1

I'm using biblatex for my citations and references. In some citations I'd like to change the comma for any other symbol that I want. How can I do this?

\documentclass[12pt,a4paper]{article}
\usepackage[utf8]{inputenc}
\usepackage[T1]{fontenc}
\usepackage[
citestyle=authoryear-comp,
bibstyle=authoryear,
giveninits=true,
maxcitenames=2
]{biblatex}

%References
\begin{filecontents*}{references22.bib}
@Article{Ho_1899,
  author   = {Ho, Lionel and Dreyfus, J. and Boyer, J. and Lowe, T. and Bustamante, H. and Duker, P.},
  title    = {Example article},
  year     = {1899}
}
\end{filecontents*}

\addbibresource{references22.bib}
\begin{document}

\textcite[some words]{Ho_1899}\\
\parencite[some words]{Ho_1899}\par%
%
In the next 2 citations, I'd like to change the comma for ~-~ and "."\par
%
\textcite[~-~some words]{Ho_1899}\\
\parencite[. Some words]{Ho_1899}\par
%
Expected result\par
%
Ho et al. (1899~-~some words)\\
(Ho et al. 1899. Some words)

\end{document}

enter image description here

  • Please Check the edited version, (natbib=true doesn't needed and added a second better option that doesn't break the comma of the original command) – koleygr Mar 7 at 20:50
  • 1
    @DanielalenciaC. Feel free to select the provided answer of mowe that is using the correct (provided by biblatex) method of changing the delim. – koleygr Mar 8 at 9:25
1

This answer is something that many people would imagine as a solution and thus it is here (I will not delete) in order to demonstrate possible problems of such a definition. So, please the last part labeled "moewe's example" in order to understand why this method should be avoided

Section 1:

A hack, but it will break the ability of adding a second optional argument in your \textcite and \parencite comands (if they can "afford" one second argument):

Edit: (both codes) Changed in order to not break (redefine) the original commands' behavior but to use another command name in order to help the discussion with @moewe untill delete the answer.

For @moewe: I also suppose no comma will be added in the second (the mandatory) argument of these two new commands and would like to know what would be the problem in such a definition.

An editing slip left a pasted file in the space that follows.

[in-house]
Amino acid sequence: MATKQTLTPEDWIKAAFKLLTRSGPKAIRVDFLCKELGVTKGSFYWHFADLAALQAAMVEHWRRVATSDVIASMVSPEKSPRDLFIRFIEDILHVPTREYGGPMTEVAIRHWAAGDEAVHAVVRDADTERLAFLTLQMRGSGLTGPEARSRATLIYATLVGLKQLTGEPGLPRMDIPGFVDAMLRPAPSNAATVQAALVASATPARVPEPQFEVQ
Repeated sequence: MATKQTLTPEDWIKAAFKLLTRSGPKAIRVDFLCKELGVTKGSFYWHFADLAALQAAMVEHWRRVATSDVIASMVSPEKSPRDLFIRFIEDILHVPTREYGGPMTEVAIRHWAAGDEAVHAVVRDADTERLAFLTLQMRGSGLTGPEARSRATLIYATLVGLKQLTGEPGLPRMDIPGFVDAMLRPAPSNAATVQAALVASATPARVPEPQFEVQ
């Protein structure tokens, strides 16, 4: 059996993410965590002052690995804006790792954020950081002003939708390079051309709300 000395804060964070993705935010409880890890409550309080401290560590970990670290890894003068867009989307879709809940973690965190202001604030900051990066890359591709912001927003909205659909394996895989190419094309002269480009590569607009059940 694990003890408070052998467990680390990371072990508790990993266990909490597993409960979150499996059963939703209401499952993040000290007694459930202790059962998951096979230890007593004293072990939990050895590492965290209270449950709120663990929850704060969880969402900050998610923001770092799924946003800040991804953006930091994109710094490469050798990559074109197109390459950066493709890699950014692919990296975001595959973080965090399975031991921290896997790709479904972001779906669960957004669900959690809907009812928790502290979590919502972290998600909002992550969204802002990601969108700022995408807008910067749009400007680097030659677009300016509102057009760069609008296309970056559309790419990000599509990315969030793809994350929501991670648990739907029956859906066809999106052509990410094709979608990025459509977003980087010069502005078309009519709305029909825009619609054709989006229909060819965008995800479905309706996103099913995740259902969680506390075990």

\documentclass[12pt,a4paper]{article}
\usepackage[utf8]{inputenc}
\usepackage[T1]{fontenc}
\usepackage[
citestyle=authoryear-comp,
bibstyle=authoryear,
giveninits=true,
maxcitenames=2,
]{biblatex}

%References
\begin{filecontents*}{references22.bib}
@Article{Ho_1899,
  author   = {Ho, Lionel and Dreyfus, J. and Boyer, J. and Lowe, T. and Bustamante, H. and Duker, P.},
  title    = {Example article},
  year     = {1899}
}
\end{filecontents*}

\newcommand\mytextcite[2][]{\citeauthor{#2}(\citeyear{#2}#1)}
\newcommand\myparencite[2][]{(\cite{#2}#1)}
\addbibresource{references22.bib}
\begin{document}
\mytextcite[some words]{Ho_1899}\\
\myparencite[some words]{Ho_1899}\par%
%
In the next 2 citations, I'd like to change the comma for ~-~ and "."\par
%
\mytextcite[~-~some words]{Ho_1899}\\
\myparencite[. Some words]{Ho_1899}\par
%
Expected result\par
%
Ho et al. (1899~-~some words)\\
(Ho et al. 1899. Some words)

\end{document}

PS: You have to add comma manually in the above code's first two citations.

Section 2:

Code that will work for the two first citations too:

\documentclass[12pt,a4paper]{article}
\usepackage[utf8]{inputenc}
\usepackage[T1]{fontenc}
\usepackage[
citestyle=authoryear-comp,
bibstyle=authoryear,
giveninits=true,
maxcitenames=2,
]{biblatex}

%References
\begin{filecontents*}{references22.bib}
@Article{Ho_1899,
  author   = {Ho, Lionel and Dreyfus, J. and Boyer, J. and Lowe, T. and Bustamante, H. and Duker, P.},
  title    = {Example article},
  year     = {1899}
}
\end{filecontents*}
\def\mydelim{,~}
\newcommand\mytextcite[2][]{\citeauthor{#2}(\citeyear{#2}\mydelim#1)}
\newcommand\myparencite[2][]{(\cite{#2}\mydelim#1)}
\addbibresource{references22.bib}
\begin{document}
\mytextcite[some words]{Ho_1899}\\
\myparencite[some words]{Ho_1899}\par%
%
In the next 2 citations, I'd like to change the comma for ~-~ and "."\par
%

\def\mydelim{~.~}
\mytextcite[some words]{Ho_1899}\\
\def\mydelim{.~}
\myparencite[Some words]{Ho_1899}\par
%
Expected result\par
%
Ho et al. (1899~-~some words)\\
(Ho et al. 1899. Some words)

\end{document}

The given result for these examples are the expected results:

enter image description here

moewe's example: (read his last comment too)

\documentclass[12pt,a4paper]{article}
\usepackage[utf8]{inputenc}
\usepackage[T1]{fontenc}
\usepackage[style=authoryear-ibid]{biblatex}

\addbibresource{biblatex-examples.bib}

\def\mydelim{,~}
\newcommand\mytextcite[2][]{\citeauthor{#2}(\citeyear{#2}\mydelim#1)}

\begin{document}
\cite{sigfridsson} \cite{sigfridsson}

\mytextcite{nussbaum} \mytextcite{nussbaum} % no "ibid"

\cite{sigfridsson} % incorrect "ibid."

\citereset
\cite{sigfridsson} \cite{sigfridsson}

\textcite{nussbaum} \textcite{nussbaum} % correct "ibid"

\cite{sigfridsson} % no "ibid."
\end{document}
  • 1